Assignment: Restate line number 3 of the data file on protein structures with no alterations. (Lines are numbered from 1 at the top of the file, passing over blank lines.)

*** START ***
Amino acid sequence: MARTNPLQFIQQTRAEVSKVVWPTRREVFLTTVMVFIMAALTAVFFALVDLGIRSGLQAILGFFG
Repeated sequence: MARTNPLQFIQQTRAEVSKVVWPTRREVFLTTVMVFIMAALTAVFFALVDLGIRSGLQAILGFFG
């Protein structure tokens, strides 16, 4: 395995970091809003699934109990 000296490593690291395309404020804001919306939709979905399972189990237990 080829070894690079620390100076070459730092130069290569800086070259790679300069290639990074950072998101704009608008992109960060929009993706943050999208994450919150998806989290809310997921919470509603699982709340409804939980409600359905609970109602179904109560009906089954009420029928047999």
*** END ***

């Protein structure tokens, strides 16, 4: 395995970091809003699934109990 000296490593690291395309404020804001919306939709979905399972189990237990 080829070894690079620390100076070459730092130069290569800086070259790679300069290639990074950072998101704009608008992109960060929009993706943050999208994450919150998806989290809310997921919470509603699982709340409804939980409600359905609970109602179904109560009906089954009420029928047999």